Aesthetic Dermatology Update

Cleansing balms


A skin care trend, particularly in the Korean beauty product market and now worldwide, cleansing balms are a soft, yet solid variation of an oil-based cleanser. The solid oily component is combined with a surfactant or emulsifier. The cream balm texture melts into more of an oil texture once warmed with fingertips and applied to facial skin. The oils are effective at breaking down or attracting skin care products, oil, and grime on the skin surface. Once warm water is added, the oil emulsifies, and after it is wiped or rinsed off, what’s left behind is clean, hydrated skin.

Dr. Naissan O. Wesley, a dermatologist who practices in Beverly Hills, Calif.

Dr. Naissan O. Wesley

Unlike surfactant-based liquid cleansers that typically produce foam, cleansing balms are thicker in consistency and do not foam. These products are often packaged in a jar as a thick creamy cleanser or a solid stick. They don’t tend to compromise the moisture barrier or disrupt skin pH, thus, resulting in less dry skin and have less potential to cause irritation. These products are particularly useful during drier, colder months, or in dry climates, and for those who have dry skin or eczema.

The popularity of cleansing balms has largely been based on their ability to remove makeup, similar to an oil cleanser, without the need to necessarily “double cleanse” with a regular cleanser afterward.

Alternatives to remove makeup besides cleansing balms, oil cleansers, and regular liquid water-based cleansers include micellar water (oil in water), chemical makeup removing cloths, and nonchemical makeup removing pads used with water. Micellar water is also gentle on the skin; it requires a cotton pad, tip, or cloth to remove makeup, without the need for water or washing. Both are effective, but it may be easier to remove makeup with cleansing balms, without the need for rubbing dry skin, than with micellar water. A study published in 2020 of 20 individuals reported that waterproof sunscreen was more effectively removed with a cleansing oil than a non–oil-based cleanser, with less irritation and dryness. Both were effective at removing non-waterproof sunscreen.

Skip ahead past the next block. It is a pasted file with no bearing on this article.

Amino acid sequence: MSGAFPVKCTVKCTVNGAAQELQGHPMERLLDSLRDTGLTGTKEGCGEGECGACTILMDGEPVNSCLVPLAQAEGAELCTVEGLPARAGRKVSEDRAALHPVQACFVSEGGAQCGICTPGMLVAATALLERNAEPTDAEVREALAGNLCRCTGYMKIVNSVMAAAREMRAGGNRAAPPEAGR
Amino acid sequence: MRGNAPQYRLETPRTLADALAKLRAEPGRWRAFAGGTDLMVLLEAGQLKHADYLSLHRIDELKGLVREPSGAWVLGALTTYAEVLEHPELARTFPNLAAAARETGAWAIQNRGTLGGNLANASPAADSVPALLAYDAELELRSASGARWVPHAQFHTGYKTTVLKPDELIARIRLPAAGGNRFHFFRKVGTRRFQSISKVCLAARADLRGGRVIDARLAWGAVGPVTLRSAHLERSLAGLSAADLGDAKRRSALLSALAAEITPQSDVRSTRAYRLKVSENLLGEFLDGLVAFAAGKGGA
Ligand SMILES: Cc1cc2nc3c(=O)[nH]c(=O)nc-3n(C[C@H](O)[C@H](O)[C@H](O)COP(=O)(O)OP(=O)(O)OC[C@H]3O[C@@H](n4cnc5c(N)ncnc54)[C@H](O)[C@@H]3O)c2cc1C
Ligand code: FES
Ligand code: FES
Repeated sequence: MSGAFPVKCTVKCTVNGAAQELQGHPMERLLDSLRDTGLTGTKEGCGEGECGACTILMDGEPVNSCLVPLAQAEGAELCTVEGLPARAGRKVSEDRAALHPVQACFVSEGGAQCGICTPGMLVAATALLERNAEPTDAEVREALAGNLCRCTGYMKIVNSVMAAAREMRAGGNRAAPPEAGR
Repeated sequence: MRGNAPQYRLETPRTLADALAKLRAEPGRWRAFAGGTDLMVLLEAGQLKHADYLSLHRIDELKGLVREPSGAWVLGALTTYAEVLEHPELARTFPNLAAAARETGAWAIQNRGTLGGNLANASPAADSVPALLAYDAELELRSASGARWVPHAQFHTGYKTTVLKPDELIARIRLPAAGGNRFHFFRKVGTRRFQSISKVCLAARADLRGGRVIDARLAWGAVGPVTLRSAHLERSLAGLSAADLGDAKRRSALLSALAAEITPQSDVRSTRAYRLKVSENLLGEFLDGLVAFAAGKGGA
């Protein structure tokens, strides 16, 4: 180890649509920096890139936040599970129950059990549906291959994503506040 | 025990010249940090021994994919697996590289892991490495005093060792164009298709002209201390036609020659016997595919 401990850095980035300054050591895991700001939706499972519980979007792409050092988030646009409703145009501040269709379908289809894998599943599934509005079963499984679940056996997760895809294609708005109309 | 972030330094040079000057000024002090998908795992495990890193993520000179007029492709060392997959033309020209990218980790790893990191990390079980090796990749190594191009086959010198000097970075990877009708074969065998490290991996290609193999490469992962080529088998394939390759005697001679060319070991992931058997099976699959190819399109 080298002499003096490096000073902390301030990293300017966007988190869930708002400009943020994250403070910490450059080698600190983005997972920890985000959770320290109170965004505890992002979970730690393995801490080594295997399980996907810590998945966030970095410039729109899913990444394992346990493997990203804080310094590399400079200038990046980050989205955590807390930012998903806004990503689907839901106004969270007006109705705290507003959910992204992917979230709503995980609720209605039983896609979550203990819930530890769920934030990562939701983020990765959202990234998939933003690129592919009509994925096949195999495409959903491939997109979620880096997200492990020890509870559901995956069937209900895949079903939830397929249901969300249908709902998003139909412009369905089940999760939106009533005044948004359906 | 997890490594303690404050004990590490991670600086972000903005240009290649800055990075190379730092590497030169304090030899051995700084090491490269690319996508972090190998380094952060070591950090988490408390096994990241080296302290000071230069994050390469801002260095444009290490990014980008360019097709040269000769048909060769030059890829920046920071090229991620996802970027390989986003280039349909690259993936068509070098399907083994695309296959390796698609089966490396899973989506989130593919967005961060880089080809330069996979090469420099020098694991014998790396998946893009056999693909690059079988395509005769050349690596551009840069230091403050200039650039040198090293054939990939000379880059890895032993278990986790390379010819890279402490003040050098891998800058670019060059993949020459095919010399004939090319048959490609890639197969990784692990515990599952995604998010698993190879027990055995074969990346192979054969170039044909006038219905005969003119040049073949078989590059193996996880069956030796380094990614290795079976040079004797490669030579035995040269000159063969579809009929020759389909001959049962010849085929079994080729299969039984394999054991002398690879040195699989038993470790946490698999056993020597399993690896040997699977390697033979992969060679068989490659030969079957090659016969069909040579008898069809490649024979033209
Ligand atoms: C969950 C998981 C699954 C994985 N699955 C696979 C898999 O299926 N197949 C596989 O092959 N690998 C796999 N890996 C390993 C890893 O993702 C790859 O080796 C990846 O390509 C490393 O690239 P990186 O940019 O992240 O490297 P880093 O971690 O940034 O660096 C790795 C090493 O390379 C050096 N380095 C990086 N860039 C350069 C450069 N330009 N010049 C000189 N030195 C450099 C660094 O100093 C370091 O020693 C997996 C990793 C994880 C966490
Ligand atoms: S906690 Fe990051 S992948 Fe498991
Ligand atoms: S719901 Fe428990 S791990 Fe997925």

Both cleansing balms and oil-based cleansers need to be kept at room temperature (not in the refrigerator), since they may separate or solidify at low temperatures.

Jose A. Bernat Bacete/Getty Images

Most cleansing balms can be applied to dry skin, massaged, and rinsed off with warm water, but they are sometimes easier to remove with a wet cloth (typically either cotton or muslin). Many are nonirritating to the eyes, which is important when used to remove eye makeup and mascara on delicate skin. While many cleansing balms are noncomedogenic, residue from balms that are too thick or not rinsed off properly can contribute to comedones or milia. If residue is present after use, then “double-cleansing” with a water-based cleanser is reasonable, but not necessary for most users.

Did the development of Ponds cold cream mark the beginning of this trend? Yes and no. The creation of the first cold cream prototype has been attributed to the Greek physician, Galen (who lived in Rome), a combination of rose water, beeswax, and olive oil in 150 CE. While Ponds also has manufactured a cleansing balm, the original cold cream is a 50% moisturizer in a cleanser. So while similar in containing an oil, water, emulsifier, and thickener, and effective, it is more of a moisturizer and less of a solid oil/balm in its consistency.

Dr. Wesley practices dermatology in Beverly Hills, Calif. Write to her at She had no relevant disclosures.

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